7 On your side: Hurricane scams - KPLC 7 News, Lake Charles, Louisiana

7 On your side: Hurricane scams

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It's hurricane season and time to beware of scammers who try to exploit consumers during disasters. The SWLA Better Business Bureau and Louisiana Attorney General's Office have tips on how to make sure disaster doesn't strike twice.

Those who endured Hurricane Rita and other disasters remember the transient workers who rode through neighborhoods, offering repairs and other services. Often storm victims desperate for help use people they later regret hiring. 

Local BBB President Carmen Million suggests now is a good time to make a list of reputable contractors to call in case of a disaster.

"Do your homework now. Get a list of contractors, get a list of tree trimmers or whatever you feel like you may need and investigate those companies. You can contact the Better Business Bureau and get that list," said Million.

Million points out the best warranty in the world is no good if you can't find the company.

"When a storm hits an area, there are storm chasers that will come into town and they will offer to do work for you, which is fine, as long as you do some investigation. Unfortunately, most consumers aren't able to check or verify if the company has a license or if the company is properly insured," said Million.

Always get a written contract; don't pay up front and don't pay in cash.

"It's just like when you build a brand new house. You pay a third when the slab is poured, you pay a third when it's blacked in, and of course, you pay a third at closing. You never pay up front," said Million.

Consumers aren't the only ones who have to watch out. Sometimes the scammers try to hit local businesses.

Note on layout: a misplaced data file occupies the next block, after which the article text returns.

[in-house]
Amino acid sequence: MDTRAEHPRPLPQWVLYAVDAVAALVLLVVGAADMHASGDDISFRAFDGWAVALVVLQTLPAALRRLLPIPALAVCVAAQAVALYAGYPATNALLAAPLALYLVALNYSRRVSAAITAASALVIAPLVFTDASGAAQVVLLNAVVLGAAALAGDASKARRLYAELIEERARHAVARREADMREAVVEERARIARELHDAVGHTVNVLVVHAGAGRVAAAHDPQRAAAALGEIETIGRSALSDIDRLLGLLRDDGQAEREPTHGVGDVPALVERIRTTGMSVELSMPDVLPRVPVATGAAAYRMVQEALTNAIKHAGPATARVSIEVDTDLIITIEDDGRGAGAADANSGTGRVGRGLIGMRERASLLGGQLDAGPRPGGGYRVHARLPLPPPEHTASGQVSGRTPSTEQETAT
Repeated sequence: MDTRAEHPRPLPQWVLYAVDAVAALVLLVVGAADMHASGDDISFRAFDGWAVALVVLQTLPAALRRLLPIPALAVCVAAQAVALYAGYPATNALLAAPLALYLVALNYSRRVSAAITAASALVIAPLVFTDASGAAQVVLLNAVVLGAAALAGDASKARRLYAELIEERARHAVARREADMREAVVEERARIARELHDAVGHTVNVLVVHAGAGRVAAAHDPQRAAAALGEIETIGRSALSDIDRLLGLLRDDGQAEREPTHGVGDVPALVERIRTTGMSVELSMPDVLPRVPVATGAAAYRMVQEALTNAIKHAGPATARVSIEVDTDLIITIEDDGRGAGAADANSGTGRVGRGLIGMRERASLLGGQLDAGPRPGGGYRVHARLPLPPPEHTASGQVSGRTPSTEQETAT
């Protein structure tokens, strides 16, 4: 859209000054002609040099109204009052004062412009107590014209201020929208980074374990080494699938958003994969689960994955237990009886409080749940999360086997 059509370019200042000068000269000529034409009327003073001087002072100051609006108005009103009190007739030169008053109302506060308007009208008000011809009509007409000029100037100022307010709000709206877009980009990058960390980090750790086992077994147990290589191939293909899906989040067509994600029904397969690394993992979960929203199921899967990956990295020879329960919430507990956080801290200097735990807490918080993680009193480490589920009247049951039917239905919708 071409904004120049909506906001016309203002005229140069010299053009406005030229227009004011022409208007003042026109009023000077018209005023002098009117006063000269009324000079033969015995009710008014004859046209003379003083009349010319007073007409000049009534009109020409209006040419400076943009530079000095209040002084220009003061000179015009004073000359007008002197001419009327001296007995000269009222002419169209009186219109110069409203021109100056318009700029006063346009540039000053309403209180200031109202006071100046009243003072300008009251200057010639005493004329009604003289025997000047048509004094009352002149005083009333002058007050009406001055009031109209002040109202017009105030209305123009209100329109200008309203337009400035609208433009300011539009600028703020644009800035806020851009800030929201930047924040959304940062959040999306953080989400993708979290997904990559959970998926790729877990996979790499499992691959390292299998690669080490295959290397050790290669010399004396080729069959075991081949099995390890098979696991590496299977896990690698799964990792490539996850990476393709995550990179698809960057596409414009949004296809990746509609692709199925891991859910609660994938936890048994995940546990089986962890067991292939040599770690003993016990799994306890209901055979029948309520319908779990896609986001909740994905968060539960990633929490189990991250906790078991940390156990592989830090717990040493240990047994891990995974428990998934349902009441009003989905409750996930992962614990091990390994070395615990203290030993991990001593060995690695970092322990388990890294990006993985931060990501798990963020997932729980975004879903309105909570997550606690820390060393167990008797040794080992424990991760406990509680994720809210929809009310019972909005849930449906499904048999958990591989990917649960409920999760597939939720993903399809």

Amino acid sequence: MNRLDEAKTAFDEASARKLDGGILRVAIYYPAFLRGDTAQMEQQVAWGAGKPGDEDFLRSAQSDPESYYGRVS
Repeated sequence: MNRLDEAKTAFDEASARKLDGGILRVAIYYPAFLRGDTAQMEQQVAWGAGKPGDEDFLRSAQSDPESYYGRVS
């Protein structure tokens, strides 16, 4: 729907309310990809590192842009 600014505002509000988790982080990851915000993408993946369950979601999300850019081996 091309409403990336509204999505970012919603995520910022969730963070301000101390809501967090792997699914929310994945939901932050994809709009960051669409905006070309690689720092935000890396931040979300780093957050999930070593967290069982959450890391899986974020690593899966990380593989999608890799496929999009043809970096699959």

"We definitely encourage not just consumers but local businesses to investigate some of these people that want to come in and work under their name. Not all of them but some of them did shoddy work and of course left the local contractor to have to clean up the mess," said Million. 

Disasters also bring out scammers who want to exploit the generosity of people. Don't fall for it. Don't  give them any of your personal information, and before you give them a dime, check them out and make sure they're legitimate.

"We tell consumers if you give because it makes you feel good, but the money didn't go to the cause, you've defeated the purpose of giving," said Million.

Million points out now is also a good time to gather up personal papers. Trim trees that could pose trouble and set money aside for any insurance deductibles you may have to meet, and you make a written household inventory and back it up with photos and video.  

For more tips on how to avoid scams during hurricane season click here.

The Louisiana Attorney General has these tips.

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